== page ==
• March 9, 2020

  • Abby Nuttall

With the government planning to have the UK as zero emission country by 2050 local governments have been putting in place plans to reduce their city centre emissions.

You might have seen our recent posts on Oxford, Birmingham, Nottingham, Cardiff and Bath and their plans to reduce emissions.

Not only do these plans reduce the country’s overall emissions and help achieve the national targets for reduction, but they also improve air quality in the cities they’re implemented in.

You can see a full map of the proposed Clean Air Zones and other methods on the BVRLA’s website.

The latest two cities to announce plans are Coventry and Glasgow. You can read the full details for both cities below.

Coventry City Confirm No Clean Air Zone

The government has written to Coventry City Council in support of their proposal to reduce Nitrogen Dioxide emissions through a number of measures.

This letter of support means that the city will not need to put in place a Clean Air Zone (CAZ) like many other cities like Bath and Bristol are rolling out.

Coventry decided to try and find alternatives to a CAZ area as these zones penalise higher emission vehicles, like commercial vehicles and HGVs. Modelling that the council had completed showed that these were not the main issue in their city and so they felt that a CAZ would have been unfair.

The council has been working closely with the government’s Joint Air Quality Unit throughout the process.

The measures include highway engineering, improved traffic management, cycle routes, travel planning, upgrading the city’s bus fleet, supporting a shift to electric taxis and encouraging the uptake of electric vehicles more generally through the installation of more charging points.  

Coventry City Council must now submit a final full business case by the 19th of June to provide further details on the proposed scheme to reduce nitrogen dioxide emissions.

Ahead of this deadline the council plans to hold further discussions with residents on the measures they are proposing to put in place.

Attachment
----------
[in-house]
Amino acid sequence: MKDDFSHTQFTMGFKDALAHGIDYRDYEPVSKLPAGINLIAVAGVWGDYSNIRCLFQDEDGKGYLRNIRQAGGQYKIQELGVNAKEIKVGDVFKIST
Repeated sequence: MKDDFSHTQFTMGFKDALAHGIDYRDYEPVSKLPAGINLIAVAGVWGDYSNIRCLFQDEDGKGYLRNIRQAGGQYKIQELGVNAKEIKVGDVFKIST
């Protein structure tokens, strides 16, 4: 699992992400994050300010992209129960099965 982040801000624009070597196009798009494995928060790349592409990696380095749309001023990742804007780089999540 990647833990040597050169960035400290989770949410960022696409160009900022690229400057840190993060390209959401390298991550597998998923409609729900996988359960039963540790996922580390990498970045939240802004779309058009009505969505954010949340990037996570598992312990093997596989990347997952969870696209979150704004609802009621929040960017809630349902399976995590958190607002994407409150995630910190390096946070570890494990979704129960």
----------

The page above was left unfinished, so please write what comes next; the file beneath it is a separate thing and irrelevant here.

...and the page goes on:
You can see a full list of the specific measures the council is planning on their website.

The city will also take part in a Transport for West Midlands pilot project for mobility credits. This means that drivers in Coventry could be paid to scrap their cars and receive credits to spend using a smartphone app or swift travel card, for public transport, taxis, bike shares or a car club.

This scheme is due to be trialled in Coventry next year and if successful could be rolled out across the region.

Glasgow Low Emission Zone

Glasgow City Council are now consulting on proposals to extend its current Low Emission Zone (LEZ) so that it applies to all vehicles driving through the city centre, including private vehicles.

The first phase of the LEZ was introduced in 2018. This was Scotland’s first Low Emission Zone and was implemented due to the high levels of recorded nitrogen dioxide emissions in the city centre.

Although the current emission standards only impact the local buses at the minute the council plans to include all vehicles in the second phase, including private cars.

If approved the new proposal will be in place from the 31st of December 2022.

Currently seeking views via online consultation, Glasgow City Council are open to feedback from the public on the proposal. The Consultation will end on the 29th of March.

They are looking for feedback on how they should implement the second phase, the proposed boundaries of the LEZ, enforcement dates and temporary local exemptions.

If you live or work in the city centre the council would also like to hear about how the LEZ could affect your future transport choices.

In addition to the LEZ the city council are working on a number of different strategies to encourage higher levels of active travel, improve the public transport standards and reduce reliance on private vehicles.

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